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This is a comments thread about FSM CD: The Getaway: The Unused Score
 
 Posted:   Nov 9, 2009 - 12:34 PM   
 By:   Miguel Rojo   (Member)

so founder members of the I like both Getaways club. Lets convene our first meeting!!

 
 Posted:   Nov 9, 2009 - 3:27 PM   
 By:   Steve Johnson   (Member)

I never had any problem with Jones' score, I like Doc and Carol's theme. Of course, it was all I ever knew since I first saw it theatrically in high school until the Fielding score surfaced- I think I would prefer Fieldings if I saw it with the movie.

 
 
 Posted:   Nov 10, 2009 - 12:38 AM   
 By:   ThomasCrown76   (Member)

I like the one with Kim Basinger. Thanks for the mammaries.

 
 Posted:   Nov 12, 2009 - 8:04 AM   
 By:   Jim Phelps   (Member)

From the Getaway documentary DVD:

Katy Haber: "Jerry threw a chair at Sam, or was it vice versa?"

Camille Fielding: "Jerry threw the chair at Sam."
----------------

Can you say "volatile"? LOL

I don't think Williams threw a chair at Spielberg or Lucas on the worst day they ever lived.

 
 Posted:   Nov 19, 2009 - 7:55 AM   
 By:   Jim Phelps   (Member)

so founder members of the I like both Getaways club. Lets convene our first meeting!!

I can understand McQueen's replacing Jerry's score. Both he and Peckinpah were under enormous pressure to make The Getaway a big hit. Quincy Jones had the commercial credentials and his "hipper" music was more accessible than Fielding's cool, arty style. I still hear flourishes of Fielding's style in Jones' score, especially during the bank robbery sequence. And what can you say about the great Toots Thielemans? I swear there are moments in The Getaway where his harmonica sounds like Astor Piazzolla's bandoneĆ³n. It's downright bee-yoo-tee-full.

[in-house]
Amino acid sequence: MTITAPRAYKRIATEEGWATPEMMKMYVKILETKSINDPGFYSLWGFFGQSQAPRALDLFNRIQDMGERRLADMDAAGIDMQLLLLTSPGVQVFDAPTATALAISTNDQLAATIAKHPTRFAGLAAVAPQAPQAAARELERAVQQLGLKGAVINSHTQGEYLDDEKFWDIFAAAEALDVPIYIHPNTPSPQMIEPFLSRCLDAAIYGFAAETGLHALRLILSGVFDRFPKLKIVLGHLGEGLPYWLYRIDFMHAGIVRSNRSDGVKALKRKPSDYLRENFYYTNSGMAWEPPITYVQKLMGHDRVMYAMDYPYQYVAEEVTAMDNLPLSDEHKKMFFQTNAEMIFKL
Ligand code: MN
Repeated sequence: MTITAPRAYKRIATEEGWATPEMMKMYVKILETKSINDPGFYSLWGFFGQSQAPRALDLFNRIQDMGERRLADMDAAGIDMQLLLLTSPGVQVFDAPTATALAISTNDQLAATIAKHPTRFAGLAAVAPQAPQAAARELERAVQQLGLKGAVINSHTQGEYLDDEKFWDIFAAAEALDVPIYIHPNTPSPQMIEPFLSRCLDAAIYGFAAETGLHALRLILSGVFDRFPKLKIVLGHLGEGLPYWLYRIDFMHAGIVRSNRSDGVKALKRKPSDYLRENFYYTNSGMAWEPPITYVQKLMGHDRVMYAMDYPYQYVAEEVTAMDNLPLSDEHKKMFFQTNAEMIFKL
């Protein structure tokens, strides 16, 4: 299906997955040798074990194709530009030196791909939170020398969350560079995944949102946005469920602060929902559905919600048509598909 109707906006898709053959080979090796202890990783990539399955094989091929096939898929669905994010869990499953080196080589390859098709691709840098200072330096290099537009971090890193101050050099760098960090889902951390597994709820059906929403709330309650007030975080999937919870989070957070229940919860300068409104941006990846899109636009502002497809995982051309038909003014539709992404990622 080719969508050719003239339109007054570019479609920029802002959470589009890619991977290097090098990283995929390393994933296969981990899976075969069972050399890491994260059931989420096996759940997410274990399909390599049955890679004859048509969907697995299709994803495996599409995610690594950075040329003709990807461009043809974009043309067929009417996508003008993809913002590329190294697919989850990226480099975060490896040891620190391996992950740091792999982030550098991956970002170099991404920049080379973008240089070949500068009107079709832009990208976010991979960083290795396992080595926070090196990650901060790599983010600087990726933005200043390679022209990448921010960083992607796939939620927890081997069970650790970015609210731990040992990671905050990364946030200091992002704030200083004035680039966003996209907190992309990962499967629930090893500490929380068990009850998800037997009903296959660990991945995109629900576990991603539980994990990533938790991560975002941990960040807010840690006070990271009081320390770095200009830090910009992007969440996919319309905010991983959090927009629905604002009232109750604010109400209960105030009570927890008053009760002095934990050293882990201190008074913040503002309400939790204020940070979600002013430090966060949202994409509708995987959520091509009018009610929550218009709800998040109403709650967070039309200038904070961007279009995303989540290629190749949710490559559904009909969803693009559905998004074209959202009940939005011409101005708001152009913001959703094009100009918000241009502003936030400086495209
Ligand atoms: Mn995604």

And IMO Slim Pickens robs the scene he's in. He also managed to get $30,000 out of Doc and Carol over the original offer of ten grand. wink

And speaking of Peckinpah, I just realized that every one of his films (at least up to "Alfredo Garcia") is a character study. All of them! (hey, I'm slow on the uptake, so bear with me).

 
 Posted:   Nov 25, 2009 - 7:53 PM   
 By:   Mr. Jack   (Member)

I got the Blu-Ray release of the film today, and it was fascinatiing to hear and see Fielding's score in context. While I have nothing against the more "hip" Quincy Jones" score, Fielding's score really juices up the moments of tension and violence in a way that Jones didn't even try. I need to pick up the FSM CD someday. While the sound quality on the iso score track is great, I'm still waiting for the day when an iso track will offer chapter indexing for the score cues. frown

 
 Posted:   May 18, 2012 - 3:35 AM   
 By:   Jim Phelps   (Member)

The original version of The Getaway, of course, crushes the insipid 1994 remake. The one scene that shows this to be true is the part where Baldwin, Basinger, Madsen, and Seymour-Hoffman are going over the robbery details. Missing from the '94 film is all of the tension, pacing, and meaningful pauses that made the Peckinpah version of the scene so great.

In the earlier film, we know from that scene that Doc (McQueen) and Rudy (Al Lettieri) do not get along. When Lettieri shines the flashlight in Doc and Carol's face followed by McQueen's loading of his handgun which compels Lettieri to immediately turn off the light is nothing short of brilliant. We know more about Lettieri's Rudy than we'd ever know from Madsen's dopey take on the role twenty plus years later. The 1994 version plays the scene almost exactly the same except it's rushed and strictly by-the-numbers. No tension, no insight into characters, nothing.

 
 
 Posted:   May 18, 2012 - 3:43 AM   
 By:   JSWalsh   (Member)

The original version of The Getaway, of course, crushes the insipid 1994 remake.


It's almost funny to even say it. The remake was a glossy joke, just horrible. I'd say the score was probably horrible but the whole damned stupid mess just slid out of my memory after about an hour.